Fred’s chilling encounter with The Mystery Man is by far Lost Highway’s greatest scene. The entire atmosphere (setting: a house party thrown by Renee’s friend, Andy) is immediately changed by his presence. For three minutes, all aspects of David Lynch’s heightened surrealism come together in a perfect amalgamation of ambiguity, altered reality and an unparalleled ability to make the impossible seem terrifyingly real. If any scene deserves to be called “Lynchian,” this is it.
Robert Blake, in his final acting role before possibly getting away with murder, exudes a chilling, supernatural charisma. Donning white kabuki makeup and shaved eyebrows, Blake’s Mystery Man brilliantly toes the line between eerie and over-the-top. It’s an uncanny performance that absolutely steals the show.
But it’s the dialogue — and the delivery — that allows the scene to exist somewhere outside of time. Lynch and co-screenwriter Barry Gifford give The Mystery Man a level of crypticism usually reserved for inhabitants of the Black Lodge. In fact, he seems like a character borne straight out of Fire Walk with Me.
For a more in-depth discussion about Lynch’s underrated masterpiece, check out The Lost Highway Review. In the meantime, here’s a quick line-by-line analysis of The Mystery Man scene:
[**The Mystery Man’s dialogue is printed in red bold typeface. Fred’s lines are in bold italics**]
“We’ve met before, haven’t we?” The first thing the Mystery Man says as he approaches Fred is perfectly in step with the circular nature of the film. Kind of like the “Dick Laurent is dead” bookending, or Twin Peaks’ “Is it future or is it past?” quandary.
“I don’t think so. Where was it you think we met?” This introductory exchange will be repeated later in the film when Pete Dayton also encounters The Mystery Man. It furthers Lost Highway’s central focus on repetition and duality: Pete is Fred, and The Mystery Man is their common bond.
“At your house, don’t you remember?” Earlier in the film, Fred recounts a mysterious dream in which Renee’s face turns into The Mystery Man’s. In a sense, the two have met before, but Fred can’t seem to remember when, why or how (“No, I don’t. Are you sure?”). It’s also worth noting that Fred’s dream — in which Renee was being attacked — seems to be based on reality.
“Of course. As a matter of fact, I’m there right now.” In the opening scene of Twin Peaks: The Return, the Giant tells Agent Cooper, “It is in our house now.” Is he referring to The Mystery Man? Essentially, The Mystery Man is a supernatural personification of Fred’s murderous evil — he has always been at Fred’s house. Nevertheless, Fred is unaware of the situation: “What do you mean? You’re where right now?” He fears what will be said next.
“At your house,” answers The Mystery Man. Bill Pullman’s performance in Lost Highway is one of the actor’s best, his understatement allowing extremely surreal moments like this to be grounded in reality: “That’s fucking crazy, man.”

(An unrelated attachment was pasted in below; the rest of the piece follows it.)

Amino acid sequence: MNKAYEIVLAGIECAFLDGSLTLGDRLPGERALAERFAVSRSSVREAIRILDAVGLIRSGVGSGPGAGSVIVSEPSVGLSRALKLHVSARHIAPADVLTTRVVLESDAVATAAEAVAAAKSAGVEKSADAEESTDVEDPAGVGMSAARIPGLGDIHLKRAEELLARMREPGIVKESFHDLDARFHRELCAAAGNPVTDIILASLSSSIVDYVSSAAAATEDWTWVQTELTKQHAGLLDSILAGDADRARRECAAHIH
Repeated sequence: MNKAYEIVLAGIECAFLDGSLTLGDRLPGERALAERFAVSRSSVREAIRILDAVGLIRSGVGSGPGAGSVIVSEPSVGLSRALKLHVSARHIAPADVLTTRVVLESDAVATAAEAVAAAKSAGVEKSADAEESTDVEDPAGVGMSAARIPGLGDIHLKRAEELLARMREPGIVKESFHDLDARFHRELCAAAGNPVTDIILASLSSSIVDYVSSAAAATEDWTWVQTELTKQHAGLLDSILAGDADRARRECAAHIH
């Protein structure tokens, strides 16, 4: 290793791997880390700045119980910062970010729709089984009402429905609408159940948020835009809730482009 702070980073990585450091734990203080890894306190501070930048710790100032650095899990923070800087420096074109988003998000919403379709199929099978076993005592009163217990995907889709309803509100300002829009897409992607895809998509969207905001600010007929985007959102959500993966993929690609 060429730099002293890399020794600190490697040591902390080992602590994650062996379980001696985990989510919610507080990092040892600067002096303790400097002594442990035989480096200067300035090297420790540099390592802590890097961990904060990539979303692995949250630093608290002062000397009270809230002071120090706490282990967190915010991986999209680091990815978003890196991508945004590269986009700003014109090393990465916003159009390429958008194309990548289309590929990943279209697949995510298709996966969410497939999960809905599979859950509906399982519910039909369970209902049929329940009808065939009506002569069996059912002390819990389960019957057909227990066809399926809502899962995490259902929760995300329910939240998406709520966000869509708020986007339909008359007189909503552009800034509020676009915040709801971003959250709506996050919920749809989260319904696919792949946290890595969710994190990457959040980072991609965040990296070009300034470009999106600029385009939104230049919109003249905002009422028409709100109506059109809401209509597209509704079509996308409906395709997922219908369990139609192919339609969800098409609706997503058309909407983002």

The Mystery Man pulls out a hilariously large, circa-1995 cell phone and hands it to Fred. “Call me. Dial your number. Go ahead.” Fred complies. Meanwhile, actor Robert Blake doesn’t even blink, keeping his eyes wide open the entire time he’s onscreen. His ominous stare is haunting, accentuated by the shaved eyebrows.
Astonishingly, The Mystery Man answers the call on the other end: “I told you I was here.” Fred is in disbelief. “How’d you do that?” he asks, incredulous.
“Ask me.” Things take an even darker turn, as it appears that the laws of time and space have been thrown out the window. Fred, disturbed, complies once again, speaking into the phone this time: “How’d you get inside my house?”
“[from the phone] You invited me. It is not my custom to go where I’m not wanted.” Lynch’s camera focuses on The Mystery Man smiling, tight-lipped, mouth closed, as his disembodied voice speaks from the phone. He looks like Nosferatu, and this line fittingly alludes to vampire lore.
“Who are you?” When Fred asks this, both the physical Mystery Man and the disembodied voice from the phone can do nothing but chuckle simultaneously. Demonic laughter emanates from one and the other, as it would appear that some questions are better left unanswered. “[from the phone] Give me back my phone.”
“It’s been a pleasure talking to you.” With that, The Mystery Man takes back his Motorola and disappears back into the party.
So, what the hell was that all about?
Even though The Mystery Man can be seen talking to other party guests and is identified by Andy as “a friend of Dick Laurent,” it’s clear that he’s some sort of supernatural entity. Perhaps a malevolent spirit. Or something even more abstract: a personification of Fred’s darkness within.
If Lost Highway really is just a dream within a dream inside Fred Madison’s mind, then The Mystery Man is an embodiment of Fred’s unchecked murderous jealousy. He was “invited” into the home when Fred killed his wife. And he manifested a physical appearance when Fred escaped inside his head to deny it.
The Mystery Man symbolizes the true Fred, the evil that can’t be outrun. No matter how hard he tries, he can’t escape the past. Lost Highway is Fred’s journey into accepting his inner self, for better or worse, with The Mystery Man acting as his enigmatic guide.
Just like Albert Rosenfield’s explanation for Killer BOB, The Mystery Man represents “the evil that men do.”